CHOICE: Communicating Health Options Through Information and Cancer Education
The purpose of this study is to determine the effectiveness of a two-component intervention, that combines academic detailing at the medical practice level and distribution of decision aids at the patient level, on adherence to colorectal cancer screening guidelines.
Behavioral: Academic Detailing (Medical Practices)+Decision Aids (Patients)
|Study Design:||Allocation: Randomized
Endpoint Classification: Efficacy Study
Intervention Model: Factorial Assignment
Masking: Single Blind
|Official Title:||Increasing CRC Screening in Health Plan Members|
- Completion of colorectal cancer screening
- Patient's intention to ask/patient asking medical provider for colorectal cancer screening
|Study Start Date:||April 2005|
|Study Completion Date:||April 2009|
|Primary Completion Date:||April 2009 (Final data collection date for primary outcome measure)|
Colorectal cancer is the second most common cause of cancer death in the United States. Early detection and intervention can significantly reduce morbidity and mortality from colorectal cancer (CRC), and current guidelines recommend that asymptomatic adults over age 50 periodically obtain screening by one of several modalities (FOBT, sigmoidoscopy, colonoscopy, or double contrast barium enema). However, CRC screening remains substantially underutilized in the U.S., and more than half of all adults do not adhere to these recommendations. This study was designed to increase CRC screening among health plan members, and involves the collaboration of a major health insurer.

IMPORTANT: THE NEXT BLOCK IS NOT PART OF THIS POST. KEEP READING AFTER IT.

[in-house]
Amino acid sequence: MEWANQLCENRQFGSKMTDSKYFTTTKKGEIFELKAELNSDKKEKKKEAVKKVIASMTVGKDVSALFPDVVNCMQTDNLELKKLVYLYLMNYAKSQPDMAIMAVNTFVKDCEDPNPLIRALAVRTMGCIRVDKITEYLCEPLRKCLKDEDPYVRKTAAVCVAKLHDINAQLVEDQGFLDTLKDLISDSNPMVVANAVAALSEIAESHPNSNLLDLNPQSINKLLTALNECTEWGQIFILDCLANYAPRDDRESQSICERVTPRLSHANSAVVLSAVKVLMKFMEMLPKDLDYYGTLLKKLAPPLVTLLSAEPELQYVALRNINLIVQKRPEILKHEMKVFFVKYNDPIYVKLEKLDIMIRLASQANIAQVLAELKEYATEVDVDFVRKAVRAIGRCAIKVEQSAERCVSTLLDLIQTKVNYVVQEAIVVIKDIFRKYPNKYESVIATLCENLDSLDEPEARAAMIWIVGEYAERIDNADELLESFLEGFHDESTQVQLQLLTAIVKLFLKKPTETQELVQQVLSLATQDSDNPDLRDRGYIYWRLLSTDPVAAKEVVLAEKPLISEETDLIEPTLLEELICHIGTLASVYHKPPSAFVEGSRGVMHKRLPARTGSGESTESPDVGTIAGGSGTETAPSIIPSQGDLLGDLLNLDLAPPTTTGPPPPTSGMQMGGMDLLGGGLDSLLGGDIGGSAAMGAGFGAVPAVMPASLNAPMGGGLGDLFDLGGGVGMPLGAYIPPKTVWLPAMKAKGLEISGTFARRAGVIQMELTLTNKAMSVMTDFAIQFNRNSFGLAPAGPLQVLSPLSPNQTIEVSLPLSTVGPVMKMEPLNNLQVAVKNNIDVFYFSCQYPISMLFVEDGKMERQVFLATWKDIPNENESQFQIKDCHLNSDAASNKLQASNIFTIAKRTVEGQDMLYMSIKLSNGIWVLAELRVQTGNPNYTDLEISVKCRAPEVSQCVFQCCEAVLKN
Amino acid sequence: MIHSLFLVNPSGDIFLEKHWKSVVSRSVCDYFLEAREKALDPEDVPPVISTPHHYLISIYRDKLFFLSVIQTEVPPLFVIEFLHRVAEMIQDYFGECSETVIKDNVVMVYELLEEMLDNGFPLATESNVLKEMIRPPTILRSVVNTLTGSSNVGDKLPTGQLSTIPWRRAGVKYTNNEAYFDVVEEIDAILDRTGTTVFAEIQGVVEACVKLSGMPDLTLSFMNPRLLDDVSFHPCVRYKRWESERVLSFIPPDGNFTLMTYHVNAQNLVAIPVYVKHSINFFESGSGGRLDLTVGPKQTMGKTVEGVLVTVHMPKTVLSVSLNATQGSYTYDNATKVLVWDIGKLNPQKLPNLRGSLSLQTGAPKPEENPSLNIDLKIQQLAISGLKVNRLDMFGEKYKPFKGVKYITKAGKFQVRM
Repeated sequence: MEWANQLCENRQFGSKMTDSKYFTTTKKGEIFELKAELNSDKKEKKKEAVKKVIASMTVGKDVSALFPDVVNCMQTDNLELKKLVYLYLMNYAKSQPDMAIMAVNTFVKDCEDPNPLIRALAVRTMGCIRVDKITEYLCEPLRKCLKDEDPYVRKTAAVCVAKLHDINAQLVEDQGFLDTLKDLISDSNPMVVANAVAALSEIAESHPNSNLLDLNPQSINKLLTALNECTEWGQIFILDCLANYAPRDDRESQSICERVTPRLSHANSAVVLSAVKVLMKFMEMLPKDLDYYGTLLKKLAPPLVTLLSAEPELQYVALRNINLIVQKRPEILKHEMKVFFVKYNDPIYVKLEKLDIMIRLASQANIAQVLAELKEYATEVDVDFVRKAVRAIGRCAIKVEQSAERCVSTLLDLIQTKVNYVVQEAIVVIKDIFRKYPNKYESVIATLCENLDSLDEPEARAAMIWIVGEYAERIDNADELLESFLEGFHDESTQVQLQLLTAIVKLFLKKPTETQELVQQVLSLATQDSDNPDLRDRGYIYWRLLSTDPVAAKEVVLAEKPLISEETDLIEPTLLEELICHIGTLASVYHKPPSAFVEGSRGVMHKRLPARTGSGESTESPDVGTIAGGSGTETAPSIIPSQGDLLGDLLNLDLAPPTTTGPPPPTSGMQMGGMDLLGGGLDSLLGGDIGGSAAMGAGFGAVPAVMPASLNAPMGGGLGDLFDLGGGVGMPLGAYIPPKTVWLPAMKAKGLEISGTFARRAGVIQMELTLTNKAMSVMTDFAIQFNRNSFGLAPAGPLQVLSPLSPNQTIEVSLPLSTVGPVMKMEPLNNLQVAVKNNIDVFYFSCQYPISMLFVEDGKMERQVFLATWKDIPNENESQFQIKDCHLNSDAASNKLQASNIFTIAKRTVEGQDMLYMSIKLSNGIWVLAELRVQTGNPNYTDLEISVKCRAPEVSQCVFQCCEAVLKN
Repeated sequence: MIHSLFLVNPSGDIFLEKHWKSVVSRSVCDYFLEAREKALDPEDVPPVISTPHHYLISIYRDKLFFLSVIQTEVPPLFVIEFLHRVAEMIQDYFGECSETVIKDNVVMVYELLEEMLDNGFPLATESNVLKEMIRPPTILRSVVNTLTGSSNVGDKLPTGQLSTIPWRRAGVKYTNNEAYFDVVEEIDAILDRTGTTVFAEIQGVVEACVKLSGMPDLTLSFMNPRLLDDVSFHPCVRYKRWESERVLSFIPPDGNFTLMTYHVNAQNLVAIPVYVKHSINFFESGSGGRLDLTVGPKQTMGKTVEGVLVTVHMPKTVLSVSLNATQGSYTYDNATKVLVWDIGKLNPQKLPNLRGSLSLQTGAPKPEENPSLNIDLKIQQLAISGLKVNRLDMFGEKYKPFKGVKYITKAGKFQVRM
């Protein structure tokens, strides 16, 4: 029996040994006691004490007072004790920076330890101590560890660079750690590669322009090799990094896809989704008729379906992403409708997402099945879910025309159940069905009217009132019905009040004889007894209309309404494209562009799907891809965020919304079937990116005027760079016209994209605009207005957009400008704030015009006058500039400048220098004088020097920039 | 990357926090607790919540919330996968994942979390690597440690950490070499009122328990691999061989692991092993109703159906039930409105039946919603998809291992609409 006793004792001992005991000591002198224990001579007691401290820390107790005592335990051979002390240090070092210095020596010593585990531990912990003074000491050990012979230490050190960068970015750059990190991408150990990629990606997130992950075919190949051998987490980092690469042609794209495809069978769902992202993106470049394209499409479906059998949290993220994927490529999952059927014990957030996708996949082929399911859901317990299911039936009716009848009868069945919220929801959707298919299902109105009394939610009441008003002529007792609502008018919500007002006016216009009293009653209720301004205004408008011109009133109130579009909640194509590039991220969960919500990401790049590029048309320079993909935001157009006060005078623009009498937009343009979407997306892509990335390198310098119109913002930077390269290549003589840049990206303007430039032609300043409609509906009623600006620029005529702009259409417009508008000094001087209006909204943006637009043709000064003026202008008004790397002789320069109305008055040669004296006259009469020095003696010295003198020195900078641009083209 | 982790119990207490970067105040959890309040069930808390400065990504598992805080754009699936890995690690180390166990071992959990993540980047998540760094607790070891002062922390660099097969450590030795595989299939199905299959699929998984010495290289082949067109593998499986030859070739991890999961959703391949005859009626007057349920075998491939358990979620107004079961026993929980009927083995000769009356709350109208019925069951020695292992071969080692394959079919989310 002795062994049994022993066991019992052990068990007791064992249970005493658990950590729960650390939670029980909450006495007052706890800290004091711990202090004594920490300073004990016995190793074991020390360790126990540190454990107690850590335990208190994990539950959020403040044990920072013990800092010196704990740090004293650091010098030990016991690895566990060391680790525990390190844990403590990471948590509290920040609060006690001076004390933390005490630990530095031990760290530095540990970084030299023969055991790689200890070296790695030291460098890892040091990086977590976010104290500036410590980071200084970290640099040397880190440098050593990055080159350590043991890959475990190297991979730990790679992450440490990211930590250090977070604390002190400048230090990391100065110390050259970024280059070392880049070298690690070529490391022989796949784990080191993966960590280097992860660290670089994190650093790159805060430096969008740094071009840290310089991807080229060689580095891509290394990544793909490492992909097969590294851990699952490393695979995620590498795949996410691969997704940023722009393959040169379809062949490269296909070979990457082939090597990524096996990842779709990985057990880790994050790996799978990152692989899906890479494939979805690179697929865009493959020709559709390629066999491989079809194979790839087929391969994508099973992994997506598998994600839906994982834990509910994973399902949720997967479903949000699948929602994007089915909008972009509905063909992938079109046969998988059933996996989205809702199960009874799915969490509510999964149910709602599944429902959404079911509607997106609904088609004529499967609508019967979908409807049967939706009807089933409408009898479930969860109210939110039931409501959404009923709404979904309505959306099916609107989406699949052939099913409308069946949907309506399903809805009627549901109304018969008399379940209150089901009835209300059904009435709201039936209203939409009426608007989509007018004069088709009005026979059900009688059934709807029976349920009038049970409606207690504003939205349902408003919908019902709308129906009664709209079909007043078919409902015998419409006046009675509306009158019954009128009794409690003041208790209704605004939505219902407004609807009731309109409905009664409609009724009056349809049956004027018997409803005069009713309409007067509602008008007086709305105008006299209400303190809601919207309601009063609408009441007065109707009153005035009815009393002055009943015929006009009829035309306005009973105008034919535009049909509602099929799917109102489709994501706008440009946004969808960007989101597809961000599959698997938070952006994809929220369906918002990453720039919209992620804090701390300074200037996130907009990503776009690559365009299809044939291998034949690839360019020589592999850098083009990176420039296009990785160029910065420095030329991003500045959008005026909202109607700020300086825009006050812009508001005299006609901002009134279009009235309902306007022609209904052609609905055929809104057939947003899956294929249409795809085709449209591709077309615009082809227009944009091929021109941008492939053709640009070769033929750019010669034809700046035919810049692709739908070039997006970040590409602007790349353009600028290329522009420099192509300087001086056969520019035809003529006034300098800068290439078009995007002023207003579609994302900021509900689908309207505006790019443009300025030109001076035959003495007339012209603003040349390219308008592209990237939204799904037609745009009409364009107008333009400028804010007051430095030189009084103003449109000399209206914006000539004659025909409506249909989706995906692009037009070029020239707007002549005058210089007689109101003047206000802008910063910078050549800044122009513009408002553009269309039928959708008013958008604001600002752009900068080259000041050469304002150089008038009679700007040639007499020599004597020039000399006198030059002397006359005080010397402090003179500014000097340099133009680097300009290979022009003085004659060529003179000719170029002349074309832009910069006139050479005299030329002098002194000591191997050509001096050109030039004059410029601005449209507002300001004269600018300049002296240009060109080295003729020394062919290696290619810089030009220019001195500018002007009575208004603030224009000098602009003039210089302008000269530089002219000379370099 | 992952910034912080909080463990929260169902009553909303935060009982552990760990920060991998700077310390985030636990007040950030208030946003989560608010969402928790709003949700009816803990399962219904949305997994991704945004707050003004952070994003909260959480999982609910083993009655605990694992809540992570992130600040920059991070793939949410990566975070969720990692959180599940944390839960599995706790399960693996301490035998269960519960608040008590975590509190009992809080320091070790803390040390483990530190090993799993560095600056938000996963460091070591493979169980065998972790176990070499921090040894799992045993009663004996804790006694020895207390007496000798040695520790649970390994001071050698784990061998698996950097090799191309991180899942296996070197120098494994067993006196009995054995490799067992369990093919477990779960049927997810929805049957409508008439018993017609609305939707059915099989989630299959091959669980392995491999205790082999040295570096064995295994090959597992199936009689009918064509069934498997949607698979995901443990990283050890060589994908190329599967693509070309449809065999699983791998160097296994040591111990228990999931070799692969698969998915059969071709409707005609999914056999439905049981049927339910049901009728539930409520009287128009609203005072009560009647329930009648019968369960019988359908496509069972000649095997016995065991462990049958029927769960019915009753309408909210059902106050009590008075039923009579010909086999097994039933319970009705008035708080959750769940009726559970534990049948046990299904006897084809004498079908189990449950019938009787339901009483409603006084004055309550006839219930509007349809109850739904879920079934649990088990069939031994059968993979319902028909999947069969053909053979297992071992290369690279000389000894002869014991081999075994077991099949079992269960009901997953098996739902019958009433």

We are conducting a cluster-randomized trial in health practices in Georgia and Florida, to test the effectiveness of a decision aid (video + brochures) for increasing adherence to CRC screening guidelines. Thirty-two large group practices were recruited and randomized to receive usual care (routine reminders) or an evidence-based decision aid intervention. In each practice, patients between the ages of 52 and 75, without current CRC screening history, were enrolled into the study.
In early 2007, we received a full HIPAA waiver that permitted us to send the decision aid intervention to long-term non-responders in the intervention group, and to access claims data for this group and the long-term non-responders in the usual care group. This procedure will make it possible for us to learn more about the real-world impact of the intervention.
The intervention will continue for up to 2 years for still-unscreened participants. The main outcome is receipt of an evidence-based modality of CRC screening according to the US Preventive Services Task Force Guidelines (FOBT, flexible sigmoidoscopy, colonoscopy, or double contrast barium enema).
Unique features of the proposed study include its potential to establish systems to increase screening uptake that will help fulfill HEDIS requirements; improving our understanding of how screening promotion interventions work in both White and Black populations; collaboration with a community partner of the Emory Prevention Research Center, and forging collaborative relationships between public health and health care researchers, and the affected communities of health plans and health care providers.
|United States, Georgia|
|Emory University Rollins School of Public Health|
|Atlanta, Georgia, United States, 30322|
|Principal Investigator:||Karen Glanz, PhD, MPH||Emory University|